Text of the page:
PETER SAGAL, HOST:
Coming up, it's Lightning Fill In The Blank. But first, it's the game where you have to listen for the rhyme. If you'd like to play on air, call or leave a message at 1-888-WAIT-WAIT. That's 1-888-924-8924. Or click the Contact Us link on our website, waitwait.npr.org. There you can find out about attending our weekly live shows here at the Chase Bank Auditorium in Chicago. And if you want more WAIT WAIT... in your week, check out the WAIT WAIT... quiz for your smart speaker. It's out every Wednesday with me and Bill asking you questions while mining your personal data for our profit and amusement.
SAGAL: Hi, you're on WAIT WAIT... DON'T TELL ME.
ASHLEY VICARI: Hi, this is Ashley from Nashville.
SAGAL: Hey, Ashley from Nashville, which kind of rhymes.
SAGAL: Don't tell me you hadn't noticed that before.
SAGAL: Well, there you go.
PAULA POUNDSTONE: That's because it doesn't rhyme, Ashley.
POUNDSTONE: So don't feel foolish, unless, of course, you lived in Nashley (ph).
PETER GROSZ: It's one of those rare first-syllable rhymes.
POUNDSTONE: I'm not sure that my boss Peter knows what a rhyme is.
SAGAL: Well, welcome to the show, Ashley.
VICARI: Thank you.
SAGAL: Bill Kurtis is going to read you three news-related limericks with the last word or phrase missing from each. If you can fill in that last word or phrase correctly in two of the limericks, you'll be a winner. You ready to play?
SAGAL: Here is your first limerick.
BILL KURTIS: When signs of decay don't appear, the doctor will never be near. Three-sixty-five days he is keeping away because our apples stay crisp a whole...
(SOUNDBITE OF BELL)
SAGAL: If you ever looked at a piece of fresh, delicious fruit and thought, I wish this was older, than the cosmic crisp might be the apple for you. It's a new strain of apple. It's said to be crispy and tart and can last in your fridge for up to a year. But if you want to try a year-old apple right now, just head down to the free breakfast at any Holiday Inn Express.
GROSZ: Apples are everywhere. Who - like, you can get a new apple every day.
GROSZ: It's not like, oh, it's an apple. Don't touch it. We're only going to get another one a year from now.
SAGAL: All right. Here, Ashley, is your next limerick.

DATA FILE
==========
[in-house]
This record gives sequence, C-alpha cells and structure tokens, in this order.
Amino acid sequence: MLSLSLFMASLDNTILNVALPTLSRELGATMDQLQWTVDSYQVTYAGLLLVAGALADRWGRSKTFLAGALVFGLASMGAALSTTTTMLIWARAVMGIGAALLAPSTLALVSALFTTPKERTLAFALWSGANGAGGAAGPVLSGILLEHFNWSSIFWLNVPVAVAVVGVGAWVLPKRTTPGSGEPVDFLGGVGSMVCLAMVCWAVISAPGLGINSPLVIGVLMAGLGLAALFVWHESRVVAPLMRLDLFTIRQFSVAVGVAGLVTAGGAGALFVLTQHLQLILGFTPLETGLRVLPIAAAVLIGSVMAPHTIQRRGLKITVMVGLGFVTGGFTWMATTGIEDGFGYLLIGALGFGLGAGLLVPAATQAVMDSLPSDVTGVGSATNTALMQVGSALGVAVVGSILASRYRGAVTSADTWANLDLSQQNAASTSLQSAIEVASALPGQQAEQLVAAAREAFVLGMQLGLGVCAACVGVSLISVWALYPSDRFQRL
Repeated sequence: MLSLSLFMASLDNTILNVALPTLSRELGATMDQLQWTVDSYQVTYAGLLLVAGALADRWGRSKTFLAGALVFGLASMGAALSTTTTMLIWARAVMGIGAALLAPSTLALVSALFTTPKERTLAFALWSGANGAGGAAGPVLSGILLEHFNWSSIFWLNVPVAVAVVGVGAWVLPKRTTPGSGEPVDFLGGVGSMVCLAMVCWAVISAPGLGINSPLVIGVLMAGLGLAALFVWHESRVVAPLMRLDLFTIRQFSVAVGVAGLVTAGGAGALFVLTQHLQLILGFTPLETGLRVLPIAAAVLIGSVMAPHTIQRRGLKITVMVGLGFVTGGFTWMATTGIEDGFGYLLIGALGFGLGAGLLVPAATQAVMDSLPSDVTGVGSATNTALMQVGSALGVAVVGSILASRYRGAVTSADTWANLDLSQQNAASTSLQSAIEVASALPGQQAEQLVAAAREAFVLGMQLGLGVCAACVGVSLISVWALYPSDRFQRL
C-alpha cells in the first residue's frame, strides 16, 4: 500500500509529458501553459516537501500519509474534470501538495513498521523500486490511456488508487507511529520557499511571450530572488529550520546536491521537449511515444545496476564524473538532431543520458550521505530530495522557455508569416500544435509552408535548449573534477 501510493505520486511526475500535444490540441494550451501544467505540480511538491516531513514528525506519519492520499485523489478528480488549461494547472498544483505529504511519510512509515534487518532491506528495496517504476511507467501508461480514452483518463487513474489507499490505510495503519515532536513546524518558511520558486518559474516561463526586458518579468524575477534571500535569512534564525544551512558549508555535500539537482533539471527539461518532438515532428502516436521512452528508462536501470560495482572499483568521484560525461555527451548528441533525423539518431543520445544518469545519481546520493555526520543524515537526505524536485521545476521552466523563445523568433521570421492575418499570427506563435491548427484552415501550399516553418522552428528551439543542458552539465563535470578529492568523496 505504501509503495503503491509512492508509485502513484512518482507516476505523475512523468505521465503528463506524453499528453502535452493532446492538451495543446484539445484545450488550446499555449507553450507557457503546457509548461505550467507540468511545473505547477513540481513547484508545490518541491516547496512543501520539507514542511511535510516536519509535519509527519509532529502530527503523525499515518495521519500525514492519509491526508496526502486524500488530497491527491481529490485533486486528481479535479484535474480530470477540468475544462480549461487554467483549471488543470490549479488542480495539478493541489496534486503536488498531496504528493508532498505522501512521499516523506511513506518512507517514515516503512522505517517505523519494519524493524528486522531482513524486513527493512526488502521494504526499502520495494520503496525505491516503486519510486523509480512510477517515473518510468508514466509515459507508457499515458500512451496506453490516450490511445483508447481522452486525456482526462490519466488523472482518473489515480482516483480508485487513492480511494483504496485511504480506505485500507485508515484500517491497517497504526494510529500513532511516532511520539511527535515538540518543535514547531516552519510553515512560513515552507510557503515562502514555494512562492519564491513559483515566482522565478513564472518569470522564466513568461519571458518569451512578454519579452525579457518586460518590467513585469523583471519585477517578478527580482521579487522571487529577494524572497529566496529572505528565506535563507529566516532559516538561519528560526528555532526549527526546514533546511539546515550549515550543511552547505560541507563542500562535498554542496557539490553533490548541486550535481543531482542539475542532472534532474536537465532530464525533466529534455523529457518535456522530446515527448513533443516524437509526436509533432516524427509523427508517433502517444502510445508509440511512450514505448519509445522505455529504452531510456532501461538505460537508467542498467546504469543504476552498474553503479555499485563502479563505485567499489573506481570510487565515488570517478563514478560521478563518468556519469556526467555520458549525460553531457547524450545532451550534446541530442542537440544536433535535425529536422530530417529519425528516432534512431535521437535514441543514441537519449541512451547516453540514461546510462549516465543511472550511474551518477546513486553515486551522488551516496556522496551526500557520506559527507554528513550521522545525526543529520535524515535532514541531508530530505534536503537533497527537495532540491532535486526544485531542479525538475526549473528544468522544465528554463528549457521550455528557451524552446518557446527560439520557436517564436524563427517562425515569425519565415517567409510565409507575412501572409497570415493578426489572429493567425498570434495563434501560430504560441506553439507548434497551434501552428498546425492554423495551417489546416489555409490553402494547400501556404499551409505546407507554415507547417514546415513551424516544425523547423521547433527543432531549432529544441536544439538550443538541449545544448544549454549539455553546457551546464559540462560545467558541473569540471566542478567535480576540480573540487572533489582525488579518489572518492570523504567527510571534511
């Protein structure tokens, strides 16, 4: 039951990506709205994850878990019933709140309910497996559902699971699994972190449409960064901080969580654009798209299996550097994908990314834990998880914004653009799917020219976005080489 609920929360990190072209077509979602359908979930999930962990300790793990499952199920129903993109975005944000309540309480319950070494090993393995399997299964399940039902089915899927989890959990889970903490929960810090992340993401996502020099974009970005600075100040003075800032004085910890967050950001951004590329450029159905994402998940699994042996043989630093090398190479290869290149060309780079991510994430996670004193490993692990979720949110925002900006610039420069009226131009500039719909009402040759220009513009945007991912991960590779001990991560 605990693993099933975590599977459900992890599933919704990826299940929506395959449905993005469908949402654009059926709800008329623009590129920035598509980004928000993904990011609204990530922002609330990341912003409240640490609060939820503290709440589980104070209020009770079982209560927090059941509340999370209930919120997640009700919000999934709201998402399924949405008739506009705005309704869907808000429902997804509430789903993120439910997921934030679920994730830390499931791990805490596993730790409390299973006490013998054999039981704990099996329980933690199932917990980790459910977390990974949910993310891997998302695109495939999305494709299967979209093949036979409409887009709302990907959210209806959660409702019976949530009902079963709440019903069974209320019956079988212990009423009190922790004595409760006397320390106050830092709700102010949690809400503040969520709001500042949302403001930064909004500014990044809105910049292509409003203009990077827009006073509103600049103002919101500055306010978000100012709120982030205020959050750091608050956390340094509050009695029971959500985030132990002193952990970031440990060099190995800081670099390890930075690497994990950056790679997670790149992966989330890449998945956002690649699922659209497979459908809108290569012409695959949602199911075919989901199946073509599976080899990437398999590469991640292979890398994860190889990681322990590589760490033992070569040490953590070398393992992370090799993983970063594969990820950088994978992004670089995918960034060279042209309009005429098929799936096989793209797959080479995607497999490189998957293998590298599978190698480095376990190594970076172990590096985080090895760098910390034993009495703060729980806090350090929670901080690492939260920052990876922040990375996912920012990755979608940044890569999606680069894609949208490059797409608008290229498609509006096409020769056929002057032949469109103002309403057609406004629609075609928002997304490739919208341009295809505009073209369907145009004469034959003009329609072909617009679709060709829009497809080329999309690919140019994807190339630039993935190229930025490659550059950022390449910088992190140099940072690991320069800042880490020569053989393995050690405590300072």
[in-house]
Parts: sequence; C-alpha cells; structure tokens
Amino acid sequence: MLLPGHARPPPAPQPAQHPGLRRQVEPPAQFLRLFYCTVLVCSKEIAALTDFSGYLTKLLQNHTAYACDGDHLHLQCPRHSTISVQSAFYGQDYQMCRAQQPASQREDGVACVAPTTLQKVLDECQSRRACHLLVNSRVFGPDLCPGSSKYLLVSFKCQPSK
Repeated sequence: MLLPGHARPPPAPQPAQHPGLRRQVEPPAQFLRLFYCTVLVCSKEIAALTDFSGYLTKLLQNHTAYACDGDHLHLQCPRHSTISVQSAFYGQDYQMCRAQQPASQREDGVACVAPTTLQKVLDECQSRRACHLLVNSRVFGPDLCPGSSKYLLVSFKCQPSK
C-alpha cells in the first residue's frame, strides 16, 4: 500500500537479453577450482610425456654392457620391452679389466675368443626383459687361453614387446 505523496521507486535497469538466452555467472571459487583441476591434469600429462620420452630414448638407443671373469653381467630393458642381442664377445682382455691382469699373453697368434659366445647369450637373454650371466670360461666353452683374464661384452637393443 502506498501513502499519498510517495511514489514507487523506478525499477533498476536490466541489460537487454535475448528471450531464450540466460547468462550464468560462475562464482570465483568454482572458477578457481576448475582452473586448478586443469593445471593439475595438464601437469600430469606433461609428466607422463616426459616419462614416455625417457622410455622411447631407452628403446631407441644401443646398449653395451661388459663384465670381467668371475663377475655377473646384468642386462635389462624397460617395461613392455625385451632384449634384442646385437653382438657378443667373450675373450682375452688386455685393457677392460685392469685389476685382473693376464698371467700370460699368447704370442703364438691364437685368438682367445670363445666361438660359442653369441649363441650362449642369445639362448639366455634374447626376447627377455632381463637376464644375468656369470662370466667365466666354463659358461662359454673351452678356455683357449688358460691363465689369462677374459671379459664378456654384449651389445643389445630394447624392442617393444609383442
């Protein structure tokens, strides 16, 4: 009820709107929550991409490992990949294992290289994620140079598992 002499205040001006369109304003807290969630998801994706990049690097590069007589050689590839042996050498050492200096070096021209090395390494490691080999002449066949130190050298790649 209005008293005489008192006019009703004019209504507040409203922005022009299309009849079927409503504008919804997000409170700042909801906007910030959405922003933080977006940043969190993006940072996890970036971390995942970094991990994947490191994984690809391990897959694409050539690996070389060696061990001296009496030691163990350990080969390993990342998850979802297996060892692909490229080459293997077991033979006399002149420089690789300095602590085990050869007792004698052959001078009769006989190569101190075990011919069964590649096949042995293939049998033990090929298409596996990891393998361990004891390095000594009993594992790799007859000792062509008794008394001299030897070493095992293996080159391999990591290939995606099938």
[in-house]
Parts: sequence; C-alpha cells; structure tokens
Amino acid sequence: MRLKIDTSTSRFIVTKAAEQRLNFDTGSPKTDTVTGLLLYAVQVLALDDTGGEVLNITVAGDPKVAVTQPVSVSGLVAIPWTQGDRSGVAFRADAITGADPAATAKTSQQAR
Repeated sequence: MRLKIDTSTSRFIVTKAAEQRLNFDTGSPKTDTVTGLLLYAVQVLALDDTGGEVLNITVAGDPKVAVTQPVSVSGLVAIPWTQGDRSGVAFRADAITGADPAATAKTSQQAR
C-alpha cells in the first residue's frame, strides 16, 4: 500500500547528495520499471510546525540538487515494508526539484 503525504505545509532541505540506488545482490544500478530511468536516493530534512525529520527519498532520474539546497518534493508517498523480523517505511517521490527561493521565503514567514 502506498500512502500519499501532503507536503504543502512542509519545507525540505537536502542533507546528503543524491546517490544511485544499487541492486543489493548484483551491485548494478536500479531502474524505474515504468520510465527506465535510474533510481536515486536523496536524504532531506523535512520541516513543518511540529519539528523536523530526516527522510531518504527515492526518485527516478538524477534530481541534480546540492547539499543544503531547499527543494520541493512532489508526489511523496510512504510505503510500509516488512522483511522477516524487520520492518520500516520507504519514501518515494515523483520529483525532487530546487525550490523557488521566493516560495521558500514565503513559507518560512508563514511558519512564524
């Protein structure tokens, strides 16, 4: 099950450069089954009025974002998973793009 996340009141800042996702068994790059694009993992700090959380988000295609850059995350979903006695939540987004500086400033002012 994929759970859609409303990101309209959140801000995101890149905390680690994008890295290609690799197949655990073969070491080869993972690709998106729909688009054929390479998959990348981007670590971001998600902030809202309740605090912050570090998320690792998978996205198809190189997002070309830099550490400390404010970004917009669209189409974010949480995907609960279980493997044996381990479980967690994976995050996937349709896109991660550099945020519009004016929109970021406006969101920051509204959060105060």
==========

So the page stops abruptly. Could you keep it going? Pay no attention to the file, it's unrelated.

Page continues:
KURTIS: Playing video games is my plan. There's no time for a plate, pot or pan. My Christmas meal prop is an easy pop-top. There's three courses all packed in one...
KURTIS: Yes, it is.
SAGAL: Did you say can? Yes.
(SOUNDBITE OF BELL)
SAGAL: If you love Christmas but wish it were much sadder, now you can enjoy your holiday meal straight from a can. Christmas Meal in a Can offers none of the trouble of cooking or spending time with your family and all the joy of feeding yourself as you would a dog.
FAITH SALIE: I saw what it looks like out of the can. It's like a gelatinous, like...
SAGAL: Oh, it's the worst.
SALIE: ...Tri-colored thing.
SAGAL: It's British, of course.
SAGAL: And it's kind of like - it's a layered thing. You got, like, a layer of mashed potatoes on a layer of turkey on a layer of cranberry sauce.
SALIE: But it's all aspicy (ph).
SAGAL: Yeah. And on the very bottom is a soggy Christmas card from your aunt with $2 in it.
SAGAL: All right, here is your last limerick.
KURTIS: That duct tape banana, I hate it. More than 100 grand is what I rate it. Oh, sure it is art. So I'm playing my part. Because I was hungry, I...
VICARI: Ate it.
SAGAL: Yes, ate it.
(SOUNDBITE OF BELL)
SAGAL: A banana - you probably have heard this - duct taped to a wall sold for $120,000 at the Art Basel Art Fair in Miami, and then someone ate it. Even worse, the banana eater is a performance artist who says he would have eaten it sooner - this is true - but he just wasn't hungry. Seriously, if he wanted it to stay there, he should have made it a red delicious taped to the wall.
POUNDSTONE: Yeah. Right?
SAGAL: No one would have touched it. Bill, how did Ashley do on our quiz?
KURTIS: 3-0. She's a big winner.
SAGAL: Congratulations, Ashley.
VICARI: Yay, thank you.
(SOUNDBITE OF SONG, "APPLES AND BANANAS")
RAFFI: (Singing) I like to eat, eat, eat apples and bananas. I like to...
NPR transcripts are created on a rush deadline by Verb8tm, Inc., an NPR contractor, and produced using a proprietary transcription process developed with NPR. This text may not be in its final form and may be updated or revised in the future. Accuracy and availability may vary. The authoritative record of NPR’s programming is the audio record.